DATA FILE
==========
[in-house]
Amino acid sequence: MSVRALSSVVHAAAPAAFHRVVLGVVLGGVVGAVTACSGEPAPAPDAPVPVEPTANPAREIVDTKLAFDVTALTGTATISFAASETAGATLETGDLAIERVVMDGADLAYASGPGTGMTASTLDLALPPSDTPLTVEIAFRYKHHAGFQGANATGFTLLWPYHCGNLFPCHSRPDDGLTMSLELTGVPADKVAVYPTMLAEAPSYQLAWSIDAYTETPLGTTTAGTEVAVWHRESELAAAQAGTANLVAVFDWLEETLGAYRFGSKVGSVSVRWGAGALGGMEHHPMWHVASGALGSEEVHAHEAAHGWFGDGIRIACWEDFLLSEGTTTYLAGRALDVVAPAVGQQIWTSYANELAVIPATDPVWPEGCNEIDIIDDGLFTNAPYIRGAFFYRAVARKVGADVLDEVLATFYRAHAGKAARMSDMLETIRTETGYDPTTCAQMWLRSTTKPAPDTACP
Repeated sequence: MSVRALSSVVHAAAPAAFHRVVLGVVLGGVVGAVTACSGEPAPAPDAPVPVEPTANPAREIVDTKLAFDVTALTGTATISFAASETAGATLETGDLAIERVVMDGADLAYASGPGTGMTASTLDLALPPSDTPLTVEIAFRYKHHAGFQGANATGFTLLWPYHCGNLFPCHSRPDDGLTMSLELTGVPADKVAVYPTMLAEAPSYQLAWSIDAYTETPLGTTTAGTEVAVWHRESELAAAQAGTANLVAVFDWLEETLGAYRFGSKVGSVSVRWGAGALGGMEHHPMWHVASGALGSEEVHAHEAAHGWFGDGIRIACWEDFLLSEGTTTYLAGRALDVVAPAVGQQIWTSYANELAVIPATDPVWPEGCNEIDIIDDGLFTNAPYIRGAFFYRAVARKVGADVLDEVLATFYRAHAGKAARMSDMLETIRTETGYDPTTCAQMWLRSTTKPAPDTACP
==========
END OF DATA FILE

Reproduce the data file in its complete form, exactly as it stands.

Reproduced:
[in-house]
Amino acid sequence: MSVRALSSVVHAAAPAAFHRVVLGVVLGGVVGAVTACSGEPAPAPDAPVPVEPTANPAREIVDTKLAFDVTALTGTATISFAASETAGATLETGDLAIERVVMDGADLAYASGPGTGMTASTLDLALPPSDTPLTVEIAFRYKHHAGFQGANATGFTLLWPYHCGNLFPCHSRPDDGLTMSLELTGVPADKVAVYPTMLAEAPSYQLAWSIDAYTETPLGTTTAGTEVAVWHRESELAAAQAGTANLVAVFDWLEETLGAYRFGSKVGSVSVRWGAGALGGMEHHPMWHVASGALGSEEVHAHEAAHGWFGDGIRIACWEDFLLSEGTTTYLAGRALDVVAPAVGQQIWTSYANELAVIPATDPVWPEGCNEIDIIDDGLFTNAPYIRGAFFYRAVARKVGADVLDEVLATFYRAHAGKAARMSDMLETIRTETGYDPTTCAQMWLRSTTKPAPDTACP
Repeated sequence: MSVRALSSVVHAAAPAAFHRVVLGVVLGGVVGAVTACSGEPAPAPDAPVPVEPTANPAREIVDTKLAFDVTALTGTATISFAASETAGATLETGDLAIERVVMDGADLAYASGPGTGMTASTLDLALPPSDTPLTVEIAFRYKHHAGFQGANATGFTLLWPYHCGNLFPCHSRPDDGLTMSLELTGVPADKVAVYPTMLAEAPSYQLAWSIDAYTETPLGTTTAGTEVAVWHRESELAAAQAGTANLVAVFDWLEETLGAYRFGSKVGSVSVRWGAGALGGMEHHPMWHVASGALGSEEVHAHEAAHGWFGDGIRIACWEDFLLSEGTTTYLAGRALDVVAPAVGQQIWTSYANELAVIPATDPVWPEGCNEIDIIDDGLFTNAPYIRGAFFYRAVARKVGADVLDEVLATFYRAHAGKAARMSDMLETIRTETGYDPTTCAQMWLRSTTKPAPDTACP